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In partial fulfilment of the requirements for graduation of the Master’s degree Construction Management and Engineering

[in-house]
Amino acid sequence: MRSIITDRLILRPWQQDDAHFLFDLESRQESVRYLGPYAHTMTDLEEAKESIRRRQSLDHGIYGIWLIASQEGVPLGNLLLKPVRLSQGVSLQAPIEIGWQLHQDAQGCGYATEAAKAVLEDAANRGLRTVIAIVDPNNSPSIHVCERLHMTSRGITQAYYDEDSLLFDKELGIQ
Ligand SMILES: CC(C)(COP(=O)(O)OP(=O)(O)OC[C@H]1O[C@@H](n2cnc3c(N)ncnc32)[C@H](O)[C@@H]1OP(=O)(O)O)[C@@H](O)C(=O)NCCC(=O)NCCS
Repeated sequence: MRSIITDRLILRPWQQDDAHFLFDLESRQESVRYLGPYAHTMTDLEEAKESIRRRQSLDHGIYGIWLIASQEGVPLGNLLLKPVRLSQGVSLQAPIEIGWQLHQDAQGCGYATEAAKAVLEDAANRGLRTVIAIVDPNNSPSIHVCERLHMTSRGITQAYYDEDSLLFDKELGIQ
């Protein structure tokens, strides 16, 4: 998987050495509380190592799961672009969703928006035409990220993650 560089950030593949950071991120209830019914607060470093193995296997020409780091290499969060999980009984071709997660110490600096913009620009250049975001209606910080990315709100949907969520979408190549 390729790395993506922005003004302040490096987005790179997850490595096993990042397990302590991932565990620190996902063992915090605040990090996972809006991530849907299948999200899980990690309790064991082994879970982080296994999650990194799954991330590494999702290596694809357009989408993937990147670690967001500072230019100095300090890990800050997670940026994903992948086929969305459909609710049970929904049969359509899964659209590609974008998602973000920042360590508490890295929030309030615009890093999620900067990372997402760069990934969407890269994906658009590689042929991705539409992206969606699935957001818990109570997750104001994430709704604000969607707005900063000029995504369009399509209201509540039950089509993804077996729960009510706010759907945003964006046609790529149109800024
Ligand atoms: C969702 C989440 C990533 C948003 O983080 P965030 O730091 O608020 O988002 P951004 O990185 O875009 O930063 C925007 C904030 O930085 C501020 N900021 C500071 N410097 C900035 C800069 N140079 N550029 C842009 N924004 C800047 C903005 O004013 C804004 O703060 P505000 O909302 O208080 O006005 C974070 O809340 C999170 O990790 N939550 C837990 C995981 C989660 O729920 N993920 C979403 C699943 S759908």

The  increasing  density  of  urban  areas  has  led  to  mobility  problems  all  over  the  world.  Air  pollution, noise and congestion are the results of unsustainable mobility. Governments focus their  policies  towards  encouragement  of  bicycle  usage  to  target  private  cars  use.  The  Netherlands and Denmark are worldwide examples of stimulating the bicycle culture by providing comfortable and safe cycling facilities. Despite the large investments in improved bicycle infrastructure, there is still a lack of knowledge concerning the actual effectiveness of these improvements on route‐choice and the propensity to cycle. Transportation planners in practice often base bicycle traffic flows on the assumption of shortest path preference, though existing literature proves that specific comfort aspects should also be taken into account. The traffic models which are used by transportation planners as a decision support tool, require another assignment method and better theoretical grounding. In this research the influence of comfort aspects on route‐ and mode‐choice decisions of cyclists and how these do relate to the influence of travel time savings is investigated. A stated preference experiment was completed by  728  respondents  in  the  Netherlands.  The  availability  of  bicycle  facilities,  the  pavement  quality and the presence of slopes on a cycling route seem to be of more influence than 4 minutes  of  travel  time  savings  on  the  route‐choice.  Regarding  mode‐choice  decisions,  the  experiment turned out that providing secured bicycle parking facilities and a higher route‐comfort are of more influence on the propensity to cycle than providing a shorter route. Besides the utility values for these aspects, also an elaborate definition for bicycle route‐comfort is found in this research. The results have finally been compared to conventional traffic model calculations.  The  comparison  showed  that  taking  into  consideration  specific  route  aspects  leads to more accurate bicycle traffic assignment. This research may therefore be seen as a contribution to the theoretical grounding and improvements of bicycle traffic models.

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